The weather today was not the best, while I have seen the very occasional short rain during my stay, this was the first day where it actually rained. This happened while we were waiting for the lady to arrive and finished when we set out. We decided to head out to the north-east side of Vava’u to an island connected to the main one by a causeway, and a couple of beaches. We stopped for a chat with a resort owner at ‘Ene’io beach before heading off across the causeway to the end of the island.

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The people of Tonga are very friendly, and the kids just loved seeing us drive past on scooters. We then visited Keitahi Beach and my fellow biker went for a snorkel while I took some pictures of the beach and its surrounding cliffs.

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We headed back towards Neiafu to refuel. Then it was off in the opposite direction, to the south-west end of the main island where there is a large lake. The ride over there were great. Unlike most of the other islands, a large proportion of Vava’u’s roads are surfaced. And the roads between the villages are the best, as with less traffic, there are less potholes. Potholes are not the best in 4 wheeled vehicles, on scooters they are hideous but a lot easier to avoid.

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To ride around the lake, however, we needed to go on an unsurfaced track. This is where the fun began. Luckily it had not really rained too much in the last month, so the track was fairly dry. I say fairly, as there were some muddy spots that could not be avoided. Off road scooters! We got a little muddy and I came off a couple of times on the slippery track, but suffered only scrapes. At one stage we even had to carry the bikes over a fallen coconut palm.

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We finally made it back to surfaced road and headed back to the backpackers. This was when the rain decided to visit and it poured for about 10 minutes. Yay for being wet on a scooter. Thank god we were no longer on unsurfaced tracks. Back at the Backpackers and a well needed shower.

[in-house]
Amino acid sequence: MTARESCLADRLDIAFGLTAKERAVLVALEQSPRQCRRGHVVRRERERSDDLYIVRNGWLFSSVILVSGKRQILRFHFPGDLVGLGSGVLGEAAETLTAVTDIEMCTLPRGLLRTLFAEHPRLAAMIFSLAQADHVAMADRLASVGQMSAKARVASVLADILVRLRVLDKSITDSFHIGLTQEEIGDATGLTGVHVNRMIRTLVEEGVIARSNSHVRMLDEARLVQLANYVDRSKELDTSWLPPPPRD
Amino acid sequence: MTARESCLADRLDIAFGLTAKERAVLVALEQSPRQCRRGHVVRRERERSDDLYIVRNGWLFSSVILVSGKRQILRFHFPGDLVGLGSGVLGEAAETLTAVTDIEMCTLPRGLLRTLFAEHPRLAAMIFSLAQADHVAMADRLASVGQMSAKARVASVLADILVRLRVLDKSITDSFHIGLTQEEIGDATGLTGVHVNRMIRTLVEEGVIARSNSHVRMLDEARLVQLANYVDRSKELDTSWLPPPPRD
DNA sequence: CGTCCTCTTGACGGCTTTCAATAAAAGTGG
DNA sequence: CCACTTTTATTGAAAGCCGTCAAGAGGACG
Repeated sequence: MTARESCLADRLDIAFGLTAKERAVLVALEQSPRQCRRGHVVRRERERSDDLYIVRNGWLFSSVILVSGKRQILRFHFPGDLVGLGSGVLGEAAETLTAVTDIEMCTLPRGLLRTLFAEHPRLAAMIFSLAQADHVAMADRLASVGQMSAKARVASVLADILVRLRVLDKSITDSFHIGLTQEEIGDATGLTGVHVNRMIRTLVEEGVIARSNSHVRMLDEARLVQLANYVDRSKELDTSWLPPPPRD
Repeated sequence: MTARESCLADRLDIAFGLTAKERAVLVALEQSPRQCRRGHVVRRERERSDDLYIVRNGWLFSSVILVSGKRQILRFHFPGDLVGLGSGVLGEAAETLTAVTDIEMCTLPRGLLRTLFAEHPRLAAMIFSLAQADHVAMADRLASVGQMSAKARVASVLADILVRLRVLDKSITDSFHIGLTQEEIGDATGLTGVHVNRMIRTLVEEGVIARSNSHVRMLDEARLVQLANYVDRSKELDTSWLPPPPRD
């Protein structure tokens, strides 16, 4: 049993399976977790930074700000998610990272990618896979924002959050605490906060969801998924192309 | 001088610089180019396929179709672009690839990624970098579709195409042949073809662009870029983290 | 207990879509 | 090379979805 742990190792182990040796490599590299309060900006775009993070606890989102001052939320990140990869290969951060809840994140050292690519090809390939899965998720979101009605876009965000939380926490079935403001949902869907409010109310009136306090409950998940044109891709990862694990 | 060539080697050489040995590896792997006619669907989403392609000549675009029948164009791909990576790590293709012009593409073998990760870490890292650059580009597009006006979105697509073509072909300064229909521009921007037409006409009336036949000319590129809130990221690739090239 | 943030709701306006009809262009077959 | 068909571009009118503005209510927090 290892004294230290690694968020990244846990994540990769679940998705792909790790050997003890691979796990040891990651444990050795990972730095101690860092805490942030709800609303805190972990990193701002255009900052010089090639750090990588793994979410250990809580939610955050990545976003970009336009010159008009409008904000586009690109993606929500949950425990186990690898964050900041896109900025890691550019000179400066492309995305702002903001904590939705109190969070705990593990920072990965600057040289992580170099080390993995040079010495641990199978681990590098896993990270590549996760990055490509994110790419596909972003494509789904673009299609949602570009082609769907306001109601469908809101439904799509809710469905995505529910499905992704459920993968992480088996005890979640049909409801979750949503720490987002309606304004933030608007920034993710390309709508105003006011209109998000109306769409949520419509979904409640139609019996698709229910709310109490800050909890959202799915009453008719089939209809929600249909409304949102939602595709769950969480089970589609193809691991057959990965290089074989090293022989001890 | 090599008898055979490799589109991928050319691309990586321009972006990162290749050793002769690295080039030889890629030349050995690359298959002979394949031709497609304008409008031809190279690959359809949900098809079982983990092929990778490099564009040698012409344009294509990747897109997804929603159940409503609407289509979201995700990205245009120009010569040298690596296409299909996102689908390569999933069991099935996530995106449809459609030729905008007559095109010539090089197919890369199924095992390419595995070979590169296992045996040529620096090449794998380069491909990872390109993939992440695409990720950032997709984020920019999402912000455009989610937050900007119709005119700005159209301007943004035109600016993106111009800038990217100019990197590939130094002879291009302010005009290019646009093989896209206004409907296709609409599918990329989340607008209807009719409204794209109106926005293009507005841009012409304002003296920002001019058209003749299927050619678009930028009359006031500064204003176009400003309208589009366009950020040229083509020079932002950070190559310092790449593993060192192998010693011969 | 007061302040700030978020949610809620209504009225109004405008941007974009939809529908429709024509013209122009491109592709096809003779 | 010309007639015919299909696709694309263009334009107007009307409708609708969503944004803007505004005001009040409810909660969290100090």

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Tomorrow I’m out on a boat doing a tour of the bay, caves, beaches and reefs.

The Trail Wanderer

Vava’u – The Arrival

After flying to Ha’apai in a DC3, I kinda expected the same to go to Vava’u. But alas, remember that 8-seater I took the 8 minute flight in from ‘Eua to Tongatapu? Yup, that was the same plane that flew me to Vava’u. Now 8 minutes in a tiny little plane is quite unnoticeable. 45 minutes in one is a long time. It’s like you’re screaming across the sky in a bucket. But as we came in to land, there were whales in the water below us. They are fairly populous in Tonga at this time of the year.

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As soon as you fly into the Vava’u group of islands, it’s like you’re in a different part of the pacific. While Tongatapu is the most populous island, it is very Tongan in it’s styling. Even the capital city on Tongatapu – Nuku’alofa – doesn’t really feel like you’re in a city. ‘Eua is a Tongan hideaway with it’s resorts and a few very Tongan villages. Ha’apai is a quiet backwater place where there is very little western influence and of course Uoleva is simply a deserted island.

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Being driven through Vava’u from the airport – a trip pretty much the length of the main island – you get the impression that this main island is far more commercial than the other groups. There are more roads here, and in turn, more vehicles to use the roads.

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I was dropped off at the Adventure Backpackers – my accommodations for the next 8 days. Most accommodations in Tonga are guest houses, resorts or hotels, but this place is truly a backpackers, like you’d find anywhere else in the world. The Adventure Backackers is right in the middle of Vava’u’s main town – Neiafu. This town on the harbour is like the west meets the Pacific. It’s got it’s Tongan aspects with the Chinese Markets, the pot holes and the markets, but it’s got bars, restaurants, shops and clubs a plenty. The people are friendly as ever here. And I’ve not seen this many non-tongas since I left the airport in Auckland.

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Standing in the balcony of the Backpackers, you look out along the harbour. There is a great island in the middle and small mountains around the side, otherwise there are many yachts dotted around.

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The main island is large for Tonga, and has been set up with tourists in mind with lots of activities. I am going on a scooter tour tomorrow, a boat tour with snorkelling and caving on Saturday and a big kart island tour on Monday. Somewhere in there I would like to do some hiking. But I’m sure there will be plenty of time.

The Trail Wanderer